Prof Ahmed described how the 8th century was a period in the “Golden Age” of Islam, where the library at Cordoba was the largest in Europe, with 600,000 books and when Muslim society held great regard for “ilm” (knowledge). This was also the time of scholars such as Averroes, who Thomas Aquinas and others simply called “The Commentator”.

Averroes, leaning on a laptop

Later, in Sicily, buildings such as the Palentine Chapel were built using a combination of Byzantine and Arab styles, with copious Arabic calligraphy [see this analysis by Prof Jeremy Johns]. Rulers such as Roger II of Sicily had Muslim bodyguards [and hired many Muslims and Greeks skilled in administration]. This era came to an end in 1492, with the reconquering of Spain by Christian forces which was followed by a period where the Church tried to create a more monolithic society (inquisition etc).

Palentine Chapel, Sicily

Europe Phase 2 – The Ottoman Empire.
Prof Ahmed stated that the Ottomans, blocked in the east by the Safavid [Persian] empire, began expanding westwards in to Eastern Europe and that this was often a cruel relationship and is what is in the minds of many eastern Europeans. Europe begins to look at Ottomans and says this is Islam – predatory, violent, coming here and as a conquering power.

The Prof then mentioned how the situation was more complex than this, with Polish Muslim Tartars being part of the Polish cavalry that arrived to protect Vienna in 1683.

Ottoman army outside Vienna

Europe Phase 3 : Colonisation and Immigration
Prof Ahmed suggested that there was a direct link from colonisation to immigration. Taking the examples of Britain in India and France in Algeria, Prof Ahmed suggested that the UK intended to mould Indian society whereas the French were focussed purely on suppression.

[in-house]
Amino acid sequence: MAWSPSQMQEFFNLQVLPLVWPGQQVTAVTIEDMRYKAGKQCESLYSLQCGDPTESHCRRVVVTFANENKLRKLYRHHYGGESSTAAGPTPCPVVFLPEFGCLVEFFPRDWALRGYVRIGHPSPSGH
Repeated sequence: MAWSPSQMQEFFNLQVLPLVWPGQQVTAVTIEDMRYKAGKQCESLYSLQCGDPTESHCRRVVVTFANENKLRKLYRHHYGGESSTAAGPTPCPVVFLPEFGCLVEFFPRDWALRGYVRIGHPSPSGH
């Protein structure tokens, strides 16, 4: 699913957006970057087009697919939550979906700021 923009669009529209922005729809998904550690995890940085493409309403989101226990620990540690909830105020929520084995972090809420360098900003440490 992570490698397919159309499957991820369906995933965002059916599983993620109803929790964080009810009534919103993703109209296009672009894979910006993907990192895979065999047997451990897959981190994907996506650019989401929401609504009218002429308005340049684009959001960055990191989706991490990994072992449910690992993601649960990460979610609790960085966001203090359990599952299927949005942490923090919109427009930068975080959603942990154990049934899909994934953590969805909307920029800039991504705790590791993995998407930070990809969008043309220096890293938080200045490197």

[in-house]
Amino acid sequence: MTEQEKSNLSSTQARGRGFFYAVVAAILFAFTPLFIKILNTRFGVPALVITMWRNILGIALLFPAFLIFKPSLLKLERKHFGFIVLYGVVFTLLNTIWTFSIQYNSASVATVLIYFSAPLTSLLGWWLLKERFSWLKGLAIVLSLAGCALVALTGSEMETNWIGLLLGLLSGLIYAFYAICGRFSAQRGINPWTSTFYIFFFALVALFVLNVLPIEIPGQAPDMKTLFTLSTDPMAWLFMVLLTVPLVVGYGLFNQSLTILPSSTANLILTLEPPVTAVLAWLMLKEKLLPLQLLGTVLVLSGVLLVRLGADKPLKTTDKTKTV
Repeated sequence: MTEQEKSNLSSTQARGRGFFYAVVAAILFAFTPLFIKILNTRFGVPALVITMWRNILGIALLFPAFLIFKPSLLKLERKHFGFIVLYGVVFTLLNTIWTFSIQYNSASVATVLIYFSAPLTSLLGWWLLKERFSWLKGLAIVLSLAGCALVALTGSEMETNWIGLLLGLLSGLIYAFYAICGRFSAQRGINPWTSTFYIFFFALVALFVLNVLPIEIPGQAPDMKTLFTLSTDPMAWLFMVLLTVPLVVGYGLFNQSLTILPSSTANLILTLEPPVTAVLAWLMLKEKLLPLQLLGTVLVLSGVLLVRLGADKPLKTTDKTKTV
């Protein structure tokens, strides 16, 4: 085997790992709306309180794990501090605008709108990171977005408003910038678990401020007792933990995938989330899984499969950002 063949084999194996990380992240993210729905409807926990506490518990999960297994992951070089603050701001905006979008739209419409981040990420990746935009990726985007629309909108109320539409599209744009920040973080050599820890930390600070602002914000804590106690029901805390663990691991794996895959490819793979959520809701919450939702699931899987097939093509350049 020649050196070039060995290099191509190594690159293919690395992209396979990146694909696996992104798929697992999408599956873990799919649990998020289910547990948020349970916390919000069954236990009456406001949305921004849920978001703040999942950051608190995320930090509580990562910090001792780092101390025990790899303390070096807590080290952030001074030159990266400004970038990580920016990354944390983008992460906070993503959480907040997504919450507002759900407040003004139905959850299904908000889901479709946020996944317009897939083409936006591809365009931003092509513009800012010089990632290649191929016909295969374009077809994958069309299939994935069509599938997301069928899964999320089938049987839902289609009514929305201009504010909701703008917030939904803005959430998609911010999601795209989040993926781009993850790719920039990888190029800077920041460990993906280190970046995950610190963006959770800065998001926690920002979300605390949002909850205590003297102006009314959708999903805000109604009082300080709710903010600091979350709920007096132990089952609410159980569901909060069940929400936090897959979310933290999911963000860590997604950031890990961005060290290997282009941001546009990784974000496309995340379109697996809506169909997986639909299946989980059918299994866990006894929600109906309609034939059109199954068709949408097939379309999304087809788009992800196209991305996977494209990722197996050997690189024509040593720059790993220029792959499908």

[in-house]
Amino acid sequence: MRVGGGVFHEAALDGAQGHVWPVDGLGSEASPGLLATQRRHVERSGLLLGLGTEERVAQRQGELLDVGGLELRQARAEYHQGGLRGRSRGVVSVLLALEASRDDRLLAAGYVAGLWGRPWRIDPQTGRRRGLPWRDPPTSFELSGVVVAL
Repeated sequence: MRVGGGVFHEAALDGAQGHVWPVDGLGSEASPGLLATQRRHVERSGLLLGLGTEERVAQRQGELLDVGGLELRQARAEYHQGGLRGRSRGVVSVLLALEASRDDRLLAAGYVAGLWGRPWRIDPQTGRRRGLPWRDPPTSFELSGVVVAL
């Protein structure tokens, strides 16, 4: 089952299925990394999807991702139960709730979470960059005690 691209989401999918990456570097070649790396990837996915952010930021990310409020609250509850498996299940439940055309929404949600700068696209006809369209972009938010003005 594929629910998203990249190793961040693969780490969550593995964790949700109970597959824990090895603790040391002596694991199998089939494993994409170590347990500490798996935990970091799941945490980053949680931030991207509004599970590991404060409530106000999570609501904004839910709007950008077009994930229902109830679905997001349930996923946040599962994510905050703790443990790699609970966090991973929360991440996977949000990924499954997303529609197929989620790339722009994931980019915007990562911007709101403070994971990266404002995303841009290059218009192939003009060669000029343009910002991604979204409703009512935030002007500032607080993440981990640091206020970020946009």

As evidence for this, the Prof mentioned the Macaulay Minute on Education in India which advocated funding a very western education system for the elites in India, with the long term goal of transforming the culture and worldview of the country.

In 1857 there was a violent Rebellion in India, which was put down equally harshly by the British. Prof Ahmed describes how the Muslim communities in India were asking themselves questions about their place in the sub-continent, especially as their Moghul empire was gone, their Emperor was in prison in Rangoon and their elites were no longer elite. Two main reactions emerged:

One was the emergence of the Deobandi movement, who felt that Islam was under threat and joined the mutineers.

The other was a movement by people like Syed Ahmed Khan who believed that Muslim society would not progress without the acquisition of western education and science and who sided with the British [although Khan also wrote a pamphlet blaming the British for causing the violence]. This movement resulted in colleges such as the Aligarh Muslim University, which aimed to provide students with a western technical education, combining faith with the ability to live in a pluralistic society.

Part of Aligarh University

Prof Ahmed’s message to the Muslim community in the UK was to consider the reality of living as Muslim Europeans – that they need to be much louder and clearer in rejecting any form of violence, with no “buts”. And this has to be done by the leaders, because the majority population is not convinced that Muslims are condemning violence enough.

The Prof added that Muslims need to stop living in cocoons; they need to bring something to the table; to learn about local cultures; to build on links of Muslim historical figures.

And Muslims needed to understand that the majority population have rights too, because of their history in the land.

Prof Ahmed’s message to the host community was that Europe needs to challenge, unequivocally, acts of racism. The continent does not have to look far back to see the warnings of what happens when racism is allowed unchecked. Furthermore, Prof Ahmed can see in his own country of Pakistan how the targeting of one minority can grow if not challenged into the targeting of another minority , then another.

Prof Ahmed added that the problem of the hostile media was something that needed to be resolved by the majority community, suggesting that constantly projecting a minority community in a negative light encourages violence and prejudice.

Related Content